The models of taking such innovations forward at the companies I worked with or at like IBM tend to be limited by the expectations of the product managers. The opportunities for taking innovations forward at MIT where I taught for 10 years can be limited by the academic stance.
Innovation cultures exist in self funded and venture funded entrepreneurial activities, universities, and large research labs. What are the various values and strengths of the different models for innovation business development This talk will expand beyond the problems of open innovation and offer a new entrepreneurial investment model which can increases innovation’s chances for success.
Excubation will support ideas and people though competitions to reduce risks of starting new technology companies. A prototyping team will create competing new ideas to find ones that could make great companies. The successful ideas then become part of open funded competitions to test market viability and teams that might take the company forward. The original prototyping team and serious business experts are part of evaluating and mentoring the participants to create successful technology companies.
Dr Ted Selker is Associate director of mobility research at Carnegie Mellon Silicon Valley where he is currently teaching a course to support the campus’s directed research projects. He is well known for guiding, demonstrating and speaking about strategic emerging technology opportunities. He specializes in seeding strategic conversations and in creating targeted workshops to teach and guide invention and innovation. Ted spent ten years as an associate Professor at the MIT Media Laboratory where he created the Context Aware Computing group, co-directed the Caltech/MIT Voting Technology Project, and directed a CI/IDI: kitchen of the future/ product design of the future project. His work is noted for creating demonstrations of a world in which intentions are recognized and respected in complex domains, such as kitchens, cars, on phones and in email. Ted’s work takes the form of prototyping concept products supported by cognitive science research. His successes at targeted product creation and enhancement earned him the role of IBM Fellow and director of User Systems Ergonomics Research. He has served as a consulting professor at Stanford University, taught at Hampshire, University of Massachusetts at Amherst and Brown Universities and worked at Xerox PARC and Atari Research Labs.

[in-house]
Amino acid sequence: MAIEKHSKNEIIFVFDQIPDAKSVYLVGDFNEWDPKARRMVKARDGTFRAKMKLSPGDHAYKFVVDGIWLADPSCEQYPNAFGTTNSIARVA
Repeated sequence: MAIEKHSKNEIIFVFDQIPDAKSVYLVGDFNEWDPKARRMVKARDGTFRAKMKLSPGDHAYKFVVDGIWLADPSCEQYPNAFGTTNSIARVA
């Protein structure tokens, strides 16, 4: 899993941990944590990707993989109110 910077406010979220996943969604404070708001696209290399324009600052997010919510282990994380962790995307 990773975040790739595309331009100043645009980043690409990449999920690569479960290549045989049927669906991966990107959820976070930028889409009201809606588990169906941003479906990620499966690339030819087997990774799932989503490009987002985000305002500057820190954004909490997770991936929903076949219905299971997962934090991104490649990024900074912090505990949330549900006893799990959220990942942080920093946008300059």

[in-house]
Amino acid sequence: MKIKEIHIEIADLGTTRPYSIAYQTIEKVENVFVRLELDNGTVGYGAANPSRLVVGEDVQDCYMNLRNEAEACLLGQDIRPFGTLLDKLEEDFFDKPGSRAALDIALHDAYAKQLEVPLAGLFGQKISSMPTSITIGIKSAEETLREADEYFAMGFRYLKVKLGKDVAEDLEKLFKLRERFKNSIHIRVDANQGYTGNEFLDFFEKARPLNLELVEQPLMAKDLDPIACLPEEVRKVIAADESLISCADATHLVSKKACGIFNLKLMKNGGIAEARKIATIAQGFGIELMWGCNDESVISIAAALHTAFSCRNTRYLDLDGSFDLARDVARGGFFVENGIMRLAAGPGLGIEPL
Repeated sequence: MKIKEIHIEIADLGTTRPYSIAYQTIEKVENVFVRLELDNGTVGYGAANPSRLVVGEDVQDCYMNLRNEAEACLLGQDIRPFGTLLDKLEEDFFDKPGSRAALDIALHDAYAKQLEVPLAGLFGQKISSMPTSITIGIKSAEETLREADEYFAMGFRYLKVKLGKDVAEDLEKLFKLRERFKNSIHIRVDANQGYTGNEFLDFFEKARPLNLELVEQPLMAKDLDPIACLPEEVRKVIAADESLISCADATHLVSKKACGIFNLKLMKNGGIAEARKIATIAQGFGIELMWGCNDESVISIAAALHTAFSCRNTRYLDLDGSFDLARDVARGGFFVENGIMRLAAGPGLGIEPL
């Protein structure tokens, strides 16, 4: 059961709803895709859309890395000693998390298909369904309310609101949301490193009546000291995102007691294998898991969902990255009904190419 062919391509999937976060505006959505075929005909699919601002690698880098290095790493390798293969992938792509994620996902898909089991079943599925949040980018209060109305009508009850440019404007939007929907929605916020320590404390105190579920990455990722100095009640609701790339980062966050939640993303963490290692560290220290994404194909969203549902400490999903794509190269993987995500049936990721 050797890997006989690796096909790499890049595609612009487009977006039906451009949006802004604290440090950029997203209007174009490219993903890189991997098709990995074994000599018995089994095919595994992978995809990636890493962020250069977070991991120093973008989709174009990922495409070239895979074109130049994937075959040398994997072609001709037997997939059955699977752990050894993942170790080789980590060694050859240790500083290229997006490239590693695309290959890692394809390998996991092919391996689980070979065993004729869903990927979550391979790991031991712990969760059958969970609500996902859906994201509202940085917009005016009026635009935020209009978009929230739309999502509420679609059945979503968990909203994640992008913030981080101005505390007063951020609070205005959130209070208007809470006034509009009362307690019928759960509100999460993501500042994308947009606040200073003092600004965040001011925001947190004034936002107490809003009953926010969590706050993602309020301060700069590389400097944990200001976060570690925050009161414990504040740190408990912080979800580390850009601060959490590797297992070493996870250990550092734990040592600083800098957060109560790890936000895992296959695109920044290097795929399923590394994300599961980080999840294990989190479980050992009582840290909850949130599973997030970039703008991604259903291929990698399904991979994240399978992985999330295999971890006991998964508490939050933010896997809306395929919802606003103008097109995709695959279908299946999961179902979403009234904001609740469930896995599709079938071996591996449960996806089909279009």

Ted’s innovation has been responsible for profitable and award winning products ranging from notebook computers to operating systems. For example, his design of the TrackPoint in-keyboard pointing device is used in many notebook computers; his visualizations have made impacts ranging from improving the performance of the PowerPC to usability OS/2 Thinkpad setup to Google maps; his adaptive help system has been the basis of products as well. Ted’s work has resulted in numerous awards, patents, and papers and has often been featured in the press. Ted was co-recipient of the Computer Science Policy Leader Award for Scientific American 50 in 2004, the American Association for People with Disabilities Thomas Paine Award for his work on voting technology in 2006 and the Telluride Tech fest award in 2008.